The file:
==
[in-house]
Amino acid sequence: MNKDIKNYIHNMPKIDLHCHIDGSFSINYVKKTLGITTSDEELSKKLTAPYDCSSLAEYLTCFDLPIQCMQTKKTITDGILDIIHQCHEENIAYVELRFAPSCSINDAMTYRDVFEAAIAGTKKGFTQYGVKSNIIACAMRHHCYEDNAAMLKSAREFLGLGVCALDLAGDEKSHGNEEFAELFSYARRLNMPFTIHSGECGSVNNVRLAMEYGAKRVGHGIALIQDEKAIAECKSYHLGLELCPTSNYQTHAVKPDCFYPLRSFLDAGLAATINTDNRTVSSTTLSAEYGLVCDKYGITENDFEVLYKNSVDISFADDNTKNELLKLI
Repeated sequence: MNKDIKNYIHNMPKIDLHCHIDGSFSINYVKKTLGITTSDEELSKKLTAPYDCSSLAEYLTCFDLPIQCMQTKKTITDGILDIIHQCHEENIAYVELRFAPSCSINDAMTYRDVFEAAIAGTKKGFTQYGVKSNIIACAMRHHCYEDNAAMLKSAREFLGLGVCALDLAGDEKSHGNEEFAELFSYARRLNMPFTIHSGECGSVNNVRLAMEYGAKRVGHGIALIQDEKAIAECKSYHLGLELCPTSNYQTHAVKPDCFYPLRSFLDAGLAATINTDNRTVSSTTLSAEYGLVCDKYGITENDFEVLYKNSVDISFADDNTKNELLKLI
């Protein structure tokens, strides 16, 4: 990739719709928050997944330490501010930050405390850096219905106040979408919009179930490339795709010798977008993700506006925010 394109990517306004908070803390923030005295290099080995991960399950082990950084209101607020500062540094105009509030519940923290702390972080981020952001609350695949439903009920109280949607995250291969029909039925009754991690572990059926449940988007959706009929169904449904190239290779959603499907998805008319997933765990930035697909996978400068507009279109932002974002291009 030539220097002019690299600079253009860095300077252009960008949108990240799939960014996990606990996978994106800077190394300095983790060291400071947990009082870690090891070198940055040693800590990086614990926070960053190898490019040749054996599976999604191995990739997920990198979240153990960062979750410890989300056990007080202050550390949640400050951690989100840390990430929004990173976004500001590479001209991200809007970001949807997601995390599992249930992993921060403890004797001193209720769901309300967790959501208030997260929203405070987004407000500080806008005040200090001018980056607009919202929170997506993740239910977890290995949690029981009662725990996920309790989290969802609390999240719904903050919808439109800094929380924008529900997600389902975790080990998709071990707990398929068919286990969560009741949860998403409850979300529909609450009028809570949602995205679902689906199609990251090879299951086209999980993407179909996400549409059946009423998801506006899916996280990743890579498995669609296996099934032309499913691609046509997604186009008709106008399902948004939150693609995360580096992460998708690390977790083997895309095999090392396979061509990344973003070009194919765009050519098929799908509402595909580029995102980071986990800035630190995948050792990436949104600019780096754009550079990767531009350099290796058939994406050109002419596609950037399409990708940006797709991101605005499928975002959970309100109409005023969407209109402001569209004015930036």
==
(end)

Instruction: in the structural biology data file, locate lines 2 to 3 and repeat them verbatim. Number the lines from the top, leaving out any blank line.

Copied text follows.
Amino acid sequence: MNKDIKNYIHNMPKIDLHCHIDGSFSINYVKKTLGITTSDEELSKKLTAPYDCSSLAEYLTCFDLPIQCMQTKKTITDGILDIIHQCHEENIAYVELRFAPSCSINDAMTYRDVFEAAIAGTKKGFTQYGVKSNIIACAMRHHCYEDNAAMLKSAREFLGLGVCALDLAGDEKSHGNEEFAELFSYARRLNMPFTIHSGECGSVNNVRLAMEYGAKRVGHGIALIQDEKAIAECKSYHLGLELCPTSNYQTHAVKPDCFYPLRSFLDAGLAATINTDNRTVSSTTLSAEYGLVCDKYGITENDFEVLYKNSVDISFADDNTKNELLKLI
Repeated sequence: MNKDIKNYIHNMPKIDLHCHIDGSFSINYVKKTLGITTSDEELSKKLTAPYDCSSLAEYLTCFDLPIQCMQTKKTITDGILDIIHQCHEENIAYVELRFAPSCSINDAMTYRDVFEAAIAGTKKGFTQYGVKSNIIACAMRHHCYEDNAAMLKSAREFLGLGVCALDLAGDEKSHGNEEFAELFSYARRLNMPFTIHSGECGSVNNVRLAMEYGAKRVGHGIALIQDEKAIAECKSYHLGLELCPTSNYQTHAVKPDCFYPLRSFLDAGLAATINTDNRTVSSTTLSAEYGLVCDKYGITENDFEVLYKNSVDISFADDNTKNELLKLI